Over the last decade there has been a significant growth in the use of PDF for transferring graphic arts content files between sites and between companies. As the growth of PDF use has continued it has become increasingly clear that the PDF file format alone is simply too flexible to enable robust and predictable exchanges of pre-press data.

A family of international standards has therefore been developed to define restrictions on the content and use of PDF files to make print output more predictable. These standards are collectively called PDF/X, each with a suffix to differentiate the specifications defined for different sets of market needs. Each is published in a part of International Standard ISO 15930.


PDF/X-1a is designed to provide the most robust and, to some extent, least flexible delivery of PDF content data. It requires that the color of all objects be expressed in CMYK or spot colors, all prepared for the print conditions under which the final press-work will be run. Elements in RGB and Lab color spaces or tagged with ICC profiles are prohibited. It also requires that all fonts used in the job be embedded in the supplied PDF file and disallows the use of transparency and layers (optional content).


PDF/X-3 allows slightly more flexibility in that color managed workflows are also supported: elements in Lab, and RGB or CMYK images with attached ICC source color profiles may also be used, but transparency and layers are still prohibited.


PDF/X-4supports color-managed, CMYK, gray, RGB or spot color data, as well as layers and PDF transparency.


PDF/X-4p is based on PDF/X-4, and allows the ICC profile describing the print characterization for which the file was created to be stored external to the file itself. It’s intended to assist in workflows where a very large number of files are composited together, such as catalogs, template document creation and advertising for publication and newsprint.


PDF/X-5g is based on PDF/X-4 and allows one or more graphical elements (e.g. images) to be held in another PDF/X file external to the main file itself. The intent is to enable an OPI-like workflow, where, for instance, images and other graphical elements of pages are designed in parallel with the page itself.


PDF/X-5pg is based on PDF/X-4 and combines the extensions added in PDF/X-4p and PDF/X-5g.


PDF/X-5n is based on PDF/X-4p, and allows the use of process color spaces other than CMYK, RGB and Gray. Thus it can be used for spaces such as Hexachrome, and for the process spaces used in packaging.

PDF/VT is built on PDF/X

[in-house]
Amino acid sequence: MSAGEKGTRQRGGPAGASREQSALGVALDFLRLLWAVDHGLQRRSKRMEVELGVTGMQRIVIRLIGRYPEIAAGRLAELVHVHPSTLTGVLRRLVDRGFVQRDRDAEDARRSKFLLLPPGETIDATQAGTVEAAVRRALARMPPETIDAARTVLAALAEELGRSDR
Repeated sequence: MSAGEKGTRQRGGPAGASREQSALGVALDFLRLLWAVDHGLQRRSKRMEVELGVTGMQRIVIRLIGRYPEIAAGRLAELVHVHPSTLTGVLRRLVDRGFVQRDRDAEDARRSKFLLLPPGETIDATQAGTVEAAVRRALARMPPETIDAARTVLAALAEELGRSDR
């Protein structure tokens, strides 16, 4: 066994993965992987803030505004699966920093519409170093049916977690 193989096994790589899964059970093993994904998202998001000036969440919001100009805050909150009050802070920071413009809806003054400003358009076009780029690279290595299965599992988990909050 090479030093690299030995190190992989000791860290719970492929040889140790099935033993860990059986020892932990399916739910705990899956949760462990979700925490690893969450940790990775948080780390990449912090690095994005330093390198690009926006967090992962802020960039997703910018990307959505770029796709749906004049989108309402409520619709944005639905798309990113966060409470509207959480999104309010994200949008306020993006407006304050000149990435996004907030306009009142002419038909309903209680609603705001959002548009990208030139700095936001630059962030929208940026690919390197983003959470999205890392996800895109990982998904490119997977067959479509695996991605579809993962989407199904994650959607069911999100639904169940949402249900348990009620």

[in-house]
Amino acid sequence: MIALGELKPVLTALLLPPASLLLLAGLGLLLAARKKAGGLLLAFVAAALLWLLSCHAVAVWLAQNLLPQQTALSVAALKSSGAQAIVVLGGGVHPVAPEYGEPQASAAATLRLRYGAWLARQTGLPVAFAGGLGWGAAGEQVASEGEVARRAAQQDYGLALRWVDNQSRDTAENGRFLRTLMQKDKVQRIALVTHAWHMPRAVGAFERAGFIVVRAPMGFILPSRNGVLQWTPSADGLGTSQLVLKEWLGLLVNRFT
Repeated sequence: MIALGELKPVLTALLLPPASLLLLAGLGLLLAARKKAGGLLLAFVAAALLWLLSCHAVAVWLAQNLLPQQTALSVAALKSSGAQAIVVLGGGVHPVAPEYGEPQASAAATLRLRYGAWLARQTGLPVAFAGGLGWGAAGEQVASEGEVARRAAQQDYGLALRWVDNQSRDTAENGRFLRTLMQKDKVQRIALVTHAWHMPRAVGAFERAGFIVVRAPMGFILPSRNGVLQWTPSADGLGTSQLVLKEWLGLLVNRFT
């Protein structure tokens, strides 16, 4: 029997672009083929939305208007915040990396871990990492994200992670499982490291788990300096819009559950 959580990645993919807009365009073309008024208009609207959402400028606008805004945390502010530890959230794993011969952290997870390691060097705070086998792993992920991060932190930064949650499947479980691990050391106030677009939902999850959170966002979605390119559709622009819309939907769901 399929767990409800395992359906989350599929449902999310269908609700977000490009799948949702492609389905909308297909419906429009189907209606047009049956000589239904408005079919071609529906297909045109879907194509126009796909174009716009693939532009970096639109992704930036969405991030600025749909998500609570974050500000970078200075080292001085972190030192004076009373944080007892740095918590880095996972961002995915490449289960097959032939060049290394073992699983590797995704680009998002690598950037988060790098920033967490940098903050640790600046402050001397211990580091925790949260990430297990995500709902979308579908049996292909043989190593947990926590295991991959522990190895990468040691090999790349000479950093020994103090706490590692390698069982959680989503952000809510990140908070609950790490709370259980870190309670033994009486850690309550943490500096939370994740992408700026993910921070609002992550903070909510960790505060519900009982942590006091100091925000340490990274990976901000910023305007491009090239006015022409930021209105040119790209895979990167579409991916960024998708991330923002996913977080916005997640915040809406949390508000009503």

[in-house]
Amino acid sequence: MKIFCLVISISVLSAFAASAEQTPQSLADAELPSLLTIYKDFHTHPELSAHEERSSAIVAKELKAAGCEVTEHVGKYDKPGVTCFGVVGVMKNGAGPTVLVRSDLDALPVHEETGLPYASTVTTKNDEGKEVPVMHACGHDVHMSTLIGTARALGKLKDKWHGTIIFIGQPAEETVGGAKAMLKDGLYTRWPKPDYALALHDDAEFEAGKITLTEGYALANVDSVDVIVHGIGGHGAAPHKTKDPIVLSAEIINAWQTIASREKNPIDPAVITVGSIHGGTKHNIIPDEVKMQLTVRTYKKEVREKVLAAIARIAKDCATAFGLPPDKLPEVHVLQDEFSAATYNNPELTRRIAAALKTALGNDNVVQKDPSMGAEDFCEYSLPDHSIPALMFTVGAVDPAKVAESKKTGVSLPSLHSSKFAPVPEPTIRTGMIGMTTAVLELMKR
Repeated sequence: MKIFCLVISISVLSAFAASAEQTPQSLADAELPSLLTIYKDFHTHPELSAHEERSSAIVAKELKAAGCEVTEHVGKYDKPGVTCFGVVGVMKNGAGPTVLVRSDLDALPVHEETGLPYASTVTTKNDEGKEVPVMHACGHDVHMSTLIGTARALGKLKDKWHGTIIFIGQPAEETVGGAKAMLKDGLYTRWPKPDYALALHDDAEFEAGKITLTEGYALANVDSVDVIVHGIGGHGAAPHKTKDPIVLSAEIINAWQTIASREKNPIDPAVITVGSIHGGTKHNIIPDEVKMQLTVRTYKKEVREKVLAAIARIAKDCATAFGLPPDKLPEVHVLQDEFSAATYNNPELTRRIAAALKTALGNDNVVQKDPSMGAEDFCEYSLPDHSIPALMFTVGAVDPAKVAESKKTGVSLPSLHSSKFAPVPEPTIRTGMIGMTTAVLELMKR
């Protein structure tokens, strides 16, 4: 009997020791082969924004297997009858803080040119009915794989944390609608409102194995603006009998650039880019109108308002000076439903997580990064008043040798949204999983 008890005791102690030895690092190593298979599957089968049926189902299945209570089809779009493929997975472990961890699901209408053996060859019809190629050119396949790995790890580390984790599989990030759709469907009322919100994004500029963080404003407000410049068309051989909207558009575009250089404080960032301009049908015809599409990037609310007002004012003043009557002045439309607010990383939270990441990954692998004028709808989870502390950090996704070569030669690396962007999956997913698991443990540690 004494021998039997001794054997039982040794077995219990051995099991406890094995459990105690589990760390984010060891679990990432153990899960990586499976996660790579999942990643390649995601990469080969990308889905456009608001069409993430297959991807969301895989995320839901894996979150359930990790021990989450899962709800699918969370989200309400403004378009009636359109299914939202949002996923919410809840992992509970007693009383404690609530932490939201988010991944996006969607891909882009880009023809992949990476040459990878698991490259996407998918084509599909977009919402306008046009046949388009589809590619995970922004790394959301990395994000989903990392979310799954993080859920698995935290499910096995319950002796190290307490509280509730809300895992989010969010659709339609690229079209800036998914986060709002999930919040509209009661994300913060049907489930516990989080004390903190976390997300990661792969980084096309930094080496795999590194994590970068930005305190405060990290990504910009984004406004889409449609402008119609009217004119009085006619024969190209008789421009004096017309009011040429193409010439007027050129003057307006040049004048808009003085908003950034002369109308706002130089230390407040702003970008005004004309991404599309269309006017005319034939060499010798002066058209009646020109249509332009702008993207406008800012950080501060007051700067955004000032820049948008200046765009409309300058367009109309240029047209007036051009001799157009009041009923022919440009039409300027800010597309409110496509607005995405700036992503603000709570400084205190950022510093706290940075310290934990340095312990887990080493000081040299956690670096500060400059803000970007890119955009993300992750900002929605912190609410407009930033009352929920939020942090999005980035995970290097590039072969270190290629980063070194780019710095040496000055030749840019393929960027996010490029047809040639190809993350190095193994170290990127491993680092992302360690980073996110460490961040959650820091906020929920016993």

Both the PDF/X-5g and PDF/X-5pg standards are important foundations for workflows using multiple files built around the PDF/VT standard (ISO 16612-2). Here they enable the use of ‘chunking’ workflows. In these images and other graphical elements that are used multiple times are stored in one file, while a series of other files that contain overall page definitions, single-use data and references to the shared data (the ‘chunks’) are supplied to a Digital Front End (DFE). Such workflows allow PDF to be used in a streaming model, where the first pages of a job are printed before the definitions for the last pages of the job have been written into the series of files.

PDF/X processing and creation

Each of the PDF/X standards defines the elements that must be included in a PDF, and those that must not. They also set out how a PDF/X file should be processed by the receiver of the file; if different approaches to overprinting are taken at different sites, for instance, it will not be possible to predict the exact appearance of the final printed piece from a pre-transmission proof, so the standard sets out how overprinting must be performed.

File creators (and the tools that they use) therefore have the responsibility to ensure that the PDF/X files that they create conform to the standard. The various PDF/X standards can, and have, provided significant benefit in reducing the number of ‘bad’ files that a print company receives. But the inclusion of a specification for consistent processing also means that the print company must also play their part. Maximum advantage can only be gained if all components within a pre-press workflow or digital production DFE, including the RIP, apply the PDF/X rules correctly.

Control strips

Global Graphics has released a simple-to-use, free-of-charge overprint control strip for checking that proofs and prints made from files transmitted as PDF/X have rendered correctly.

In a design application, the Global Graphics PDF/X overprint control strip is supplied as an EPS file that can be placed outside the trim or bleed area of a job.

When the job is later converted to one of the PDF/X conformance levels and then proofed or printed, the strip will show whether or not the rendering process in that proofing or pre-press system has been configured in conformance to the PDF/X standards. It may also be placed on a press sheet by an imposition application.

PDF/X overprint

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